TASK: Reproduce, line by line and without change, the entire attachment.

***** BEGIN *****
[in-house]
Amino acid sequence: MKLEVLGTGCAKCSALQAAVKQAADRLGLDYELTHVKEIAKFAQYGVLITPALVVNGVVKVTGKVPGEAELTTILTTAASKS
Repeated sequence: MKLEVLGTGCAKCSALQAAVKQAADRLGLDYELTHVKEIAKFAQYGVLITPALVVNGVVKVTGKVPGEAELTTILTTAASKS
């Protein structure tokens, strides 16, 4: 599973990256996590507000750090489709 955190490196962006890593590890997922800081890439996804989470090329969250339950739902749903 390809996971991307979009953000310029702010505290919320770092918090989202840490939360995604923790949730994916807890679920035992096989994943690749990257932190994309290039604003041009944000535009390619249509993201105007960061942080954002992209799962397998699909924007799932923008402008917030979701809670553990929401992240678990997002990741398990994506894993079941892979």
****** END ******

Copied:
[in-house]
Amino acid sequence: MKLEVLGTGCAKCSALQAAVKQAADRLGLDYELTHVKEIAKFAQYGVLITPALVVNGVVKVTGKVPGEAELTTILTTAASKS
Repeated sequence: MKLEVLGTGCAKCSALQAAVKQAADRLGLDYELTHVKEIAKFAQYGVLITPALVVNGVVKVTGKVPGEAELTTILTTAASKS
């Protein structure tokens, strides 16, 4: 599973990256996590507000750090489709 955190490196962006890593590890997922800081890439996804989470090329969250339950739902749903 390809996971991307979009953000310029702010505290919320770092918090989202840490939360995604923790949730994916807890679920035992096989994943690749990257932190994309290039604003041009944000535009390619249509993201105007960061942080954002992209799962397998699909924007799932923008402008917030979701809670553990929401992240678990997002990741398990994506894993079941892979």